The MV (Meccanica Verghera) Grand Prix story has to be just about the greatest in history, winning everything that was worth winning on the World’s stage from the late 1940s to the late 1960s and beyond. In 1945 Count Domenico Agusta was forced to seek an alternative use of his family’s aero engine factory, forbidden to manufacture aircraft engines following Italy’s defeat in WW2. The Count turned to motorcycle production, and it was the birth of a legend; MV went on to win no fewer than 37 World Championships between 1952 and 1974.
From 1965 MV developed a long line of highly successful multi-cylinder racers. Increasing public demand for power and the Gallarate manufacturer obliged. In 1968 the 750cc ‘S’ was released. With very limited production of the hand-made exotic, the 750S was way beyond the financial reach of the average enthusiast. Marque specialist Mick Walker rode a nice example for his book MV Agusta Fours: ‘The experience was unique; the rider was transported to a different level and made to feel really special. There was certainly a pronounced “feel-good factor”.’
In 1974 MV was persuaded by the US importer to create the 750 America. Designed by new-hire, ex-Ducati designer Fredmano Spairani, they were convinced that there was an untapped market for an expensive luxury motorcycle in the US. Released in 1976, the 750S America was bored to 789cc, with a claimed 75bhp, an output sufficient to propel the Italian sportster to 100mph in around 13 seconds and on to a top speed of 135mph. Although factory records are far from conclusive, the dramatic 750S America did not sell in great numbers, and it is believed only 540 left the factory before production ceased in 1979.
The first year 750S America on offer here was part of the very discerning collection of Southern California’s Mars Webster. From the accompanying history file, the original Alitalia Air Waybill shows the bike’s import to the US on May 21st, 1976 to Cambridge, Mass. It remained unsold until August 21st, 1978, as determined from the original warranty card from Cosmopolitan Motors to selling dealer, Freeman Cycles in Beverly Mass. Little is known until purchased by John Bick of Beverly, Mass. in August of 1996 with only 726 miles on the odometer. Mr. Bick owned the bike for a decade until transferred as a late Christmas present to himself to Mars on December 29th, 2006 with undisclosed mileage. Now, 24 years on, the bike shows only 3,467 miles, and is believed to be original and accurate.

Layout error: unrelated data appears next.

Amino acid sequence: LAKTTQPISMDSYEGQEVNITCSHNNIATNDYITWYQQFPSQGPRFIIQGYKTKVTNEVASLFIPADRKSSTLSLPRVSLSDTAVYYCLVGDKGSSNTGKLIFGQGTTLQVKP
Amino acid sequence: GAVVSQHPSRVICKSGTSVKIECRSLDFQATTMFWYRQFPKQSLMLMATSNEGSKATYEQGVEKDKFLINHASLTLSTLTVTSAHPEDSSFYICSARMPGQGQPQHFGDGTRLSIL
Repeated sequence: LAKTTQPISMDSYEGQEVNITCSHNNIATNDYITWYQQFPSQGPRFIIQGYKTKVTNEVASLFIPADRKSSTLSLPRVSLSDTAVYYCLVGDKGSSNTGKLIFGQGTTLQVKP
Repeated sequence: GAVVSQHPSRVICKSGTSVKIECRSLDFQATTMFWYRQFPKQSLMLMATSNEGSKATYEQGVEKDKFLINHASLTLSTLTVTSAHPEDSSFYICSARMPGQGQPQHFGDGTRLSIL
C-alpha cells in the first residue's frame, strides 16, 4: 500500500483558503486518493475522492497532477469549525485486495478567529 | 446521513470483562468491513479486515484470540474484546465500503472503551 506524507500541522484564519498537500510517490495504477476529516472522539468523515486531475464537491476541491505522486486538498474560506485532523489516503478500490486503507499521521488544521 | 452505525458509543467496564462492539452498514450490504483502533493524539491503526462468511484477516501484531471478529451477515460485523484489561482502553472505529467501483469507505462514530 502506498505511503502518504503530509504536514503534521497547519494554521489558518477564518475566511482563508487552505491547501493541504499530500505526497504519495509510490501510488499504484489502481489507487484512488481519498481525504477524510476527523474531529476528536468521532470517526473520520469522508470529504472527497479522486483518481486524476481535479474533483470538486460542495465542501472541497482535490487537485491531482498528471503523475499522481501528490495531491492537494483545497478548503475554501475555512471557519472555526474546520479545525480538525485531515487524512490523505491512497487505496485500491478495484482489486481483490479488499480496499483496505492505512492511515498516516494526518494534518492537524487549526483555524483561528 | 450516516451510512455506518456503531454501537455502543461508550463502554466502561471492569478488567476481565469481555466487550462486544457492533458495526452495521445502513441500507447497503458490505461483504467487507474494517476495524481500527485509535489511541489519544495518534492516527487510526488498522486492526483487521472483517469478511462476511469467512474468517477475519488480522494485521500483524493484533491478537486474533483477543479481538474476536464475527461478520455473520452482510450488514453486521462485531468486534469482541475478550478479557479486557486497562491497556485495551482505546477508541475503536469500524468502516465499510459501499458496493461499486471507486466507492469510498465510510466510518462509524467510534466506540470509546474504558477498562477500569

In excellent condition throughout, the bike was recently overhauled by marque expert, Yoshi Kosaka of The Garage Company. The gas tank has a ding (pictured), but a second tank in excellent condition accompanies the bike, along with two rear seat cowl units, one in excellent condition, front and rear lighting, side panels and the Magni flat black exhausts, preferred by many. Also included are the original indicators in perfect condition, removed for a more sporting look. In the file are receipts and correspondence with original sales brochures, literature, and manuals.
Mars obviously considered the machine to be a jewel of his collection, showing the bike at several concours events, including The Legend of the Motorcycle, where he met the inimitable Giacomo Agostini and had him sign the gas tank.
Now, the bike presents perfectly down to the real suede seat cover – testament to the care with which the bike was ridden, stored and maintained.
This is a perfect opportunity to acquire an icon of classic Italian exotic motorcycling in exquisite condition.